It is increasingly difficult to keep our money safe and not fall into the trap of cloned websites. In recent months, fake stores that imitate well-known brands have grown considerably, such as Hoff, Lefties, Abercombrie, Adidas, Asics, Billabong and Converse. The extensive list goes on. These pages proliferate in times of high commercial demand and, above all, sales season, although “it is a constant threat throughout the year,” acknowledge financial sources. They all have something in common and that is that they usually feature products at very low prices in order to attract victims. Police note that criminals post ads on social platforms such as Facebook and Instagram, which redirect the user to the fraudulent website in just one click.
Scammers copy the design and interface of legitimate stores. They use names very similar to those of the original brand, introducing or eliminating a barely perceptible character, or registering the page under domains with a .shop ending. “I placed two orders on the Leftiess.shop website believing it was the original website,” recalls one victim on the website of Spain’s consumer association OCU. In addition, thieves use SSL certificates that encrypt the data and use the HTTPS protocol, which in turn displays a padlock in the navigation bar, which until now was believed to be an indicator of a trusted site.
The help of artificial intelligence
“The pandemic accelerated the rise of e-commerce, which in turn created new opportunities for cybercriminals. Furthermore, we foresee that this trend will continue and that thanks to tools that use artificial intelligence, the fake stores will increase in quality, making it increasingly difficult to distinguish them from the real stores,” says Luis Corrons, from the security software company Avast.
When victims of fake businesses realize the fraud, they must act quickly. “You must first contact the bank to inform and stop future transactions and change your passwords,” warns Corrons. Once the entity is notified, the affected party does not have to accept any charges for unauthorized operations that may occur from that moment on. It is important to keep all the information related to the fraud, such as screenshots of the website, emails or any other messages that could help prove how it was committed. The next step is to file a complaint with law enforcement.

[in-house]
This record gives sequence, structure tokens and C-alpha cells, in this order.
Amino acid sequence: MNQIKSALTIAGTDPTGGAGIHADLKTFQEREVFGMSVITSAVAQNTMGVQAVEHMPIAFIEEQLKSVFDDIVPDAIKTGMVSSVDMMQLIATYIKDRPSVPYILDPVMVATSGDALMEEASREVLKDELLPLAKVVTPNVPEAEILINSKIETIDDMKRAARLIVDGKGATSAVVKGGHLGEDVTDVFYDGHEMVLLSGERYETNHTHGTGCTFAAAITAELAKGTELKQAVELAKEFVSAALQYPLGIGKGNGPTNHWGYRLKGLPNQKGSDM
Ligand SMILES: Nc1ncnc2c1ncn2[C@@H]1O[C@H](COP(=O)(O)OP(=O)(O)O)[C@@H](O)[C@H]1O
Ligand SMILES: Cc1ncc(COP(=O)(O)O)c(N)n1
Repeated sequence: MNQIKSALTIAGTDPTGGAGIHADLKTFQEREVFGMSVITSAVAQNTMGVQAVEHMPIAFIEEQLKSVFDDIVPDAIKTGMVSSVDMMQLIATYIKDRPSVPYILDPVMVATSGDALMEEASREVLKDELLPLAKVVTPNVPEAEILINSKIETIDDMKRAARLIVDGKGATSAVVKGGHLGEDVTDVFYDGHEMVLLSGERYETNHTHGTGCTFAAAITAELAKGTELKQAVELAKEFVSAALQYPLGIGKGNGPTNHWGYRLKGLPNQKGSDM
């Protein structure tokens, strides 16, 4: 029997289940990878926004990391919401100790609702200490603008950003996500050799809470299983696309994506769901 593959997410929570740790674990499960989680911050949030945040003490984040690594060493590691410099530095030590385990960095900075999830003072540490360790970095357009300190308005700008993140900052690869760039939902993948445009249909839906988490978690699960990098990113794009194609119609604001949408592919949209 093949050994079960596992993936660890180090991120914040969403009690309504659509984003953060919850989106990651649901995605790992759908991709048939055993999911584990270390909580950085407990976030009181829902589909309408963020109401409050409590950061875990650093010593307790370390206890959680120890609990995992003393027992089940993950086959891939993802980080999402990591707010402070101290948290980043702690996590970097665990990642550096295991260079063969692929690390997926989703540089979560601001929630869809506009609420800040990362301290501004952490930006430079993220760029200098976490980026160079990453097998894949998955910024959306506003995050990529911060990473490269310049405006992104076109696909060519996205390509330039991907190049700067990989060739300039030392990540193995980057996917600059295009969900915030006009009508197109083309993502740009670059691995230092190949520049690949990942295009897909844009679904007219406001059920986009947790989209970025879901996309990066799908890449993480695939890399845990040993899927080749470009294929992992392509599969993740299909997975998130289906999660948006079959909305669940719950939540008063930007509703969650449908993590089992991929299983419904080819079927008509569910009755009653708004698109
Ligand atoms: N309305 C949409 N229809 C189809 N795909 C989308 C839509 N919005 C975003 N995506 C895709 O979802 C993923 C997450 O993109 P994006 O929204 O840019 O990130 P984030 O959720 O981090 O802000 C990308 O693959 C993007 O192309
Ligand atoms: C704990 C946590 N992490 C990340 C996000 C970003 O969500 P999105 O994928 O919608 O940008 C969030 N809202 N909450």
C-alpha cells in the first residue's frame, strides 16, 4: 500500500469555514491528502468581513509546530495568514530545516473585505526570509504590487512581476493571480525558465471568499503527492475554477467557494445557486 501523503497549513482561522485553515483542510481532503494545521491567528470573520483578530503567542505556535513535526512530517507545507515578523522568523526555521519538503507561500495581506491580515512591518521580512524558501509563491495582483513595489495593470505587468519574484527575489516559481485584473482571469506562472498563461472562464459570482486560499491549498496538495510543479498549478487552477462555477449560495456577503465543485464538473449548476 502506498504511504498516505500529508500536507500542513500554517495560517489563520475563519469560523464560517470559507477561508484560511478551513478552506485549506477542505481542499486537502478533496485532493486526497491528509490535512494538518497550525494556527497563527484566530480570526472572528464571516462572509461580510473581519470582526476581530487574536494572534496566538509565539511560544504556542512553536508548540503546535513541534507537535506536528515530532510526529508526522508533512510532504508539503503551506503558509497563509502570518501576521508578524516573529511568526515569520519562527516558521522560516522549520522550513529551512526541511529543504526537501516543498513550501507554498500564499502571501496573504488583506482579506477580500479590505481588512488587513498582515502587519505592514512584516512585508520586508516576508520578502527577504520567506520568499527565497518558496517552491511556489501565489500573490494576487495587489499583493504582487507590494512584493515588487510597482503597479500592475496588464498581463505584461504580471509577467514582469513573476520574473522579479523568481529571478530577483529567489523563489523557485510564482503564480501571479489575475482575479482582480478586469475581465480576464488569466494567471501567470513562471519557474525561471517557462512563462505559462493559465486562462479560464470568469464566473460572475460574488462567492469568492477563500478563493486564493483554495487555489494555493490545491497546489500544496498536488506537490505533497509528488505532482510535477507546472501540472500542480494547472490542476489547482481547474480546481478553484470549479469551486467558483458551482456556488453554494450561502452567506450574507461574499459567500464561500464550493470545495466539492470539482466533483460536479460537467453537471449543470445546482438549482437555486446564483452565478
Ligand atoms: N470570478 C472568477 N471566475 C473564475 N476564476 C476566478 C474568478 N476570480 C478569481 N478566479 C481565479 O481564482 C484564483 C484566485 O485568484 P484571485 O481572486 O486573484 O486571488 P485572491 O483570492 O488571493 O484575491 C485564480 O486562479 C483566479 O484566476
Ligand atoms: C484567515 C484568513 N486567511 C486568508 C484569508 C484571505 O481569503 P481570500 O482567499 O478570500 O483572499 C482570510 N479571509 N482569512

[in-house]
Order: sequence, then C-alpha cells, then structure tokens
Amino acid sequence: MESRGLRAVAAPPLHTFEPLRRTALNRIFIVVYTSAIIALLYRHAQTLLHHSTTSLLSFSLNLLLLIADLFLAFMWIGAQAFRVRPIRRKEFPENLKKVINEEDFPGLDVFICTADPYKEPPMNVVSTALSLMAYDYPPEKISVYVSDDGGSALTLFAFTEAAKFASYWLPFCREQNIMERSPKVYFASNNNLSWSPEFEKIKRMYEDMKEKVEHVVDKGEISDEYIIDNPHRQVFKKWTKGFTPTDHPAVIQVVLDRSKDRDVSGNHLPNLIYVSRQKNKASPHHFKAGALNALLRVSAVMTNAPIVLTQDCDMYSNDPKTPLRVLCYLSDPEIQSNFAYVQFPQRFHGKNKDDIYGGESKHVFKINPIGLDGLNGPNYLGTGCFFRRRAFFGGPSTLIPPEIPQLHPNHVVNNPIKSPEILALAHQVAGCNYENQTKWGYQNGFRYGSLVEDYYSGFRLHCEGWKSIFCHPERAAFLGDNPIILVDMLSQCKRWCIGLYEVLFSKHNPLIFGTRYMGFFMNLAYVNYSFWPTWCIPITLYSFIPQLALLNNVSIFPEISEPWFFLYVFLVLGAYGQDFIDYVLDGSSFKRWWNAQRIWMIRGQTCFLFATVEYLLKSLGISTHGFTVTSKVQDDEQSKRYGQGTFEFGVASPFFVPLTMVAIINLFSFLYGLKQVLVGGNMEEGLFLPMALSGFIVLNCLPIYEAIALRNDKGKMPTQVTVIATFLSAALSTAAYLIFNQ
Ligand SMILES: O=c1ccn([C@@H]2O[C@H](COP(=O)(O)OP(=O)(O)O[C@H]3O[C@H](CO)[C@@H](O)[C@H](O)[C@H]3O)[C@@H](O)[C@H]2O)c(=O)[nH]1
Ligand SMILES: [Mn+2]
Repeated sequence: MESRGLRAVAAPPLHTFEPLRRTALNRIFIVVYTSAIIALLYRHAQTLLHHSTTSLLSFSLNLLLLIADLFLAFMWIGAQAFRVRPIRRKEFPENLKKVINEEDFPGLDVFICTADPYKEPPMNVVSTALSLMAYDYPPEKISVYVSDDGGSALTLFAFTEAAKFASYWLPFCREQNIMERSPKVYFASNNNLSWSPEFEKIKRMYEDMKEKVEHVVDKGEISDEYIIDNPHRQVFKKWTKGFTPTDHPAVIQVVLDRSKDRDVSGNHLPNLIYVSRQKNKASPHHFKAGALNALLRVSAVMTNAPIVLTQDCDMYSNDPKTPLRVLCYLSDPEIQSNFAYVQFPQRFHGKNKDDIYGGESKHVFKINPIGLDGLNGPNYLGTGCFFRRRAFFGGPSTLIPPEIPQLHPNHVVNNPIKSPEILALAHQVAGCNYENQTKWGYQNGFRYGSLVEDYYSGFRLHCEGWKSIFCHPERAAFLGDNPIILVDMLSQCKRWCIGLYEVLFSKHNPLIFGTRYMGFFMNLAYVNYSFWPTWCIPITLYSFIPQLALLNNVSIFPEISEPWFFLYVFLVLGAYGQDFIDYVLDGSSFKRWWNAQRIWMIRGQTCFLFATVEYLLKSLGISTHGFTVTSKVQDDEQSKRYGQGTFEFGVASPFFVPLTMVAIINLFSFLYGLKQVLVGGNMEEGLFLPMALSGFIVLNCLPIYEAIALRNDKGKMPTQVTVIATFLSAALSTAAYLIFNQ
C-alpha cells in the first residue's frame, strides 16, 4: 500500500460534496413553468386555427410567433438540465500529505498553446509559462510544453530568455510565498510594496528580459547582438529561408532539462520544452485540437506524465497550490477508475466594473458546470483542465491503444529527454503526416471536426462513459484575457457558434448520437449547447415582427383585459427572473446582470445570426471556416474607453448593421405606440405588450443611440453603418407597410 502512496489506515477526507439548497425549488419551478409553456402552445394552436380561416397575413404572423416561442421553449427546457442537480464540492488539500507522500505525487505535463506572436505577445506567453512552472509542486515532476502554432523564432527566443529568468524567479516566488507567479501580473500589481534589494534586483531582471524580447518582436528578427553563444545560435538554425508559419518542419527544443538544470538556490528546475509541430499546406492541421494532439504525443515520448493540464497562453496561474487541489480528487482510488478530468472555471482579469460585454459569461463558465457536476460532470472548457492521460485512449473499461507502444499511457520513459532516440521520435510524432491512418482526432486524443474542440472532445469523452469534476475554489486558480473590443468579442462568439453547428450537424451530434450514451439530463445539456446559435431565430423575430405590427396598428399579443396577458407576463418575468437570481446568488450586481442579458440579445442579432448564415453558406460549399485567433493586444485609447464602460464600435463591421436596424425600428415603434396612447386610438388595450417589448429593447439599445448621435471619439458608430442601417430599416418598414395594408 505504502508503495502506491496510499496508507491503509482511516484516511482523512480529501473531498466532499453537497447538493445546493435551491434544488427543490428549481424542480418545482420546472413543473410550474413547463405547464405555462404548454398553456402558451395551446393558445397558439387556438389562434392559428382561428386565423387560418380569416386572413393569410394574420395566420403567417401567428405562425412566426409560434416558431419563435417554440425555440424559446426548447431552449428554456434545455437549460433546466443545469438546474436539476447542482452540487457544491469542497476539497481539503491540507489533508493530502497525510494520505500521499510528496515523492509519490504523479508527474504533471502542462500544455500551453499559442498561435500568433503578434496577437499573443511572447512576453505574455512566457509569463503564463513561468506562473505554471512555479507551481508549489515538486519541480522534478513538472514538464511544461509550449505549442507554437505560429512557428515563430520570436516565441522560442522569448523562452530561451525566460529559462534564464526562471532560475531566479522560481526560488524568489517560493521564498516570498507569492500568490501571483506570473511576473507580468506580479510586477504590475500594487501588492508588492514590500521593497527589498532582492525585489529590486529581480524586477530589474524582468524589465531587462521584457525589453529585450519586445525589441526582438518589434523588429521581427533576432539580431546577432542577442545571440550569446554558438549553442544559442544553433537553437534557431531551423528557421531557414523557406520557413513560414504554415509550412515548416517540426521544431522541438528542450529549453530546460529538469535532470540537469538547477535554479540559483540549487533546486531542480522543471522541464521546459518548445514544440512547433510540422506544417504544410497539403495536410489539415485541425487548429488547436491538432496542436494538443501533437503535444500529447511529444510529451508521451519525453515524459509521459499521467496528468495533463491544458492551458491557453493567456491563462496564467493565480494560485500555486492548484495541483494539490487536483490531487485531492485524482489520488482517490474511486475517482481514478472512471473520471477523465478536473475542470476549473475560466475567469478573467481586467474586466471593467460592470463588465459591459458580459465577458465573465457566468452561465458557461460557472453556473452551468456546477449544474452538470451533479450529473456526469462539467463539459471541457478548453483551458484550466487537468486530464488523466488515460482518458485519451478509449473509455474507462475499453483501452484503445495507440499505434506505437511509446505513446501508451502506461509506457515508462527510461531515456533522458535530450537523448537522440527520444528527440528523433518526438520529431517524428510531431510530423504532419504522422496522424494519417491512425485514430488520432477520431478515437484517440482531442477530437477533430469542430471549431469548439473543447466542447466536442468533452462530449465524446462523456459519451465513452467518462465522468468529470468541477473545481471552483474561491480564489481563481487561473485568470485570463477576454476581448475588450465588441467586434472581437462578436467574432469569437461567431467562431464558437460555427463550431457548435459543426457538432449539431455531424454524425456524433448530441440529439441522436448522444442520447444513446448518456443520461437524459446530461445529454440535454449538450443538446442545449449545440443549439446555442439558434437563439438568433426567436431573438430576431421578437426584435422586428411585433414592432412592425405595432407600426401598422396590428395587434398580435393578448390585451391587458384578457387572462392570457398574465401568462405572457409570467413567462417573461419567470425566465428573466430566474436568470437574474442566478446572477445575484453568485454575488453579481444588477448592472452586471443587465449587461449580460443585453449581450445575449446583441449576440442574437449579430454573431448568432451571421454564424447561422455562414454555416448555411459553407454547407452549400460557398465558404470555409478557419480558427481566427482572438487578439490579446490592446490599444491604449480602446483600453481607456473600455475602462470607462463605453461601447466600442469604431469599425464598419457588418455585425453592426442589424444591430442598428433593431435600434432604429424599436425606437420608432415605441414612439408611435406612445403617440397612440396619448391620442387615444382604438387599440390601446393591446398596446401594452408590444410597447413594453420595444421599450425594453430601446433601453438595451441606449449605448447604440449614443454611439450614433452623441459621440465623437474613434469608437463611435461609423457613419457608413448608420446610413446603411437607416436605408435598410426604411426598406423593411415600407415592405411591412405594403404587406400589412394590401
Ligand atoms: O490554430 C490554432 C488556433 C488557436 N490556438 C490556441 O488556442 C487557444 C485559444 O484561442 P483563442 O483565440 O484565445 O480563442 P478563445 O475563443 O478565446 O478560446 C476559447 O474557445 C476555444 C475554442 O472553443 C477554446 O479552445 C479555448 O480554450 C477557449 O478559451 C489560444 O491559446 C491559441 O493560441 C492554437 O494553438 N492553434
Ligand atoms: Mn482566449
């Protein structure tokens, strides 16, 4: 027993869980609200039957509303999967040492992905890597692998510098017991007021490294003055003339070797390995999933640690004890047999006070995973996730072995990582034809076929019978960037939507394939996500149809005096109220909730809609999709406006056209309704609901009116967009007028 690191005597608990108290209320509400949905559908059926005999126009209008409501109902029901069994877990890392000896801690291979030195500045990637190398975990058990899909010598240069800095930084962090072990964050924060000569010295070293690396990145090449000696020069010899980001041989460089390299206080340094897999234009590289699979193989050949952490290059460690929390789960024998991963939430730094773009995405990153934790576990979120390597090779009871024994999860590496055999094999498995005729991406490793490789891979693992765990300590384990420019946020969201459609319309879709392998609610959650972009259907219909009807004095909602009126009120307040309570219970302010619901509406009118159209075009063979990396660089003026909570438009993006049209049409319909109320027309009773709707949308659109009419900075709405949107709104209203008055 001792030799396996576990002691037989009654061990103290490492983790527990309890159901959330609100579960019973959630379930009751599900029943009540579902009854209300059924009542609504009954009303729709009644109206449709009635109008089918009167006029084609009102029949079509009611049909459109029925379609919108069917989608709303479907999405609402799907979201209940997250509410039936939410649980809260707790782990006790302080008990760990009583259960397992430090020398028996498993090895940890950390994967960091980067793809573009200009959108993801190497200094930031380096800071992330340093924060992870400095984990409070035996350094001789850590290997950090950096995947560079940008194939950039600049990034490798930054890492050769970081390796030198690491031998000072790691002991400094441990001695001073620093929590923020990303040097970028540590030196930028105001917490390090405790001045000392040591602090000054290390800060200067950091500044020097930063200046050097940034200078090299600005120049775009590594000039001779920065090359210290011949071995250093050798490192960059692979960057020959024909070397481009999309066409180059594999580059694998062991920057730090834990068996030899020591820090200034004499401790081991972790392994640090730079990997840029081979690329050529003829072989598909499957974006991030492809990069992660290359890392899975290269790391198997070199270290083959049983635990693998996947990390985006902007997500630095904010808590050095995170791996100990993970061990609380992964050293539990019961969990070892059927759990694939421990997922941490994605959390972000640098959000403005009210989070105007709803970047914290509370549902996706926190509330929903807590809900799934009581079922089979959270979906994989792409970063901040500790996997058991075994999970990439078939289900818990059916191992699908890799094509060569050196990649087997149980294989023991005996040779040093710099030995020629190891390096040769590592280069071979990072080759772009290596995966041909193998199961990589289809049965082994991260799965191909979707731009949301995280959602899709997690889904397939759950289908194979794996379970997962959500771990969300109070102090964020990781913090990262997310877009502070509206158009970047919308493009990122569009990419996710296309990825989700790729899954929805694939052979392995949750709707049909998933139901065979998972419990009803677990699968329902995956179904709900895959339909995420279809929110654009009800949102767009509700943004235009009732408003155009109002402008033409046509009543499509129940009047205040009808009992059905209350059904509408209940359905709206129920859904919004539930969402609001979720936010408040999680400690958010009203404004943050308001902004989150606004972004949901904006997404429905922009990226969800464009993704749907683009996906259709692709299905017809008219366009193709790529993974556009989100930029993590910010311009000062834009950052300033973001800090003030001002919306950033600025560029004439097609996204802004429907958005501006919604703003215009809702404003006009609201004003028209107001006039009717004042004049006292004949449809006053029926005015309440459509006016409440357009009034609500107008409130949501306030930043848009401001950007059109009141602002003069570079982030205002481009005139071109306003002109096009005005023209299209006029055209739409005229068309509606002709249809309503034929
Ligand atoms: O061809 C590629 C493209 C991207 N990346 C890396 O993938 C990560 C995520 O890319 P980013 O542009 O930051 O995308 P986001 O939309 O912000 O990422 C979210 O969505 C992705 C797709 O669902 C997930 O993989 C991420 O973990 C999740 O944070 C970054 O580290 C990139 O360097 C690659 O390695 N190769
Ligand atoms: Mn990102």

Financial sources emphasize that while banks do “everything possible to safeguard the interests of clients,” it is not easy to recover the money that was paid for the purchased item, even if it is a scam. Clients could also check whether their credit card has some type of insurance associated with it allowing them to claim money back. In the U.S., victims can file a complaint with the FTC at ReportFraud.ftc.gov and/or report the instance to the Federal Bureau of Investigation’s Internet Crime Complaint Center.
Experts at the law firm Legálitas have also noticed a surge in this type of fraud since the pandemic, and note “consumers have the obligation to know the company with which they are contracting, that is, if it is a company of recognized prestige that operates in the market and if it is legally established,” says Araceli Duran, a lawyer specializing in consumer affairs at the firm.
Other sources advise people not to be in a hurry to make a purchase, to be wary of excessive discounts, look for comments on the website and check that the purchase data seems correct, especially the destination bank account and the amount. The police recommend double-checking that the name of the store is spelled correctly in the URL and paying attention to poor quality images, poorly translated texts or misspellings.
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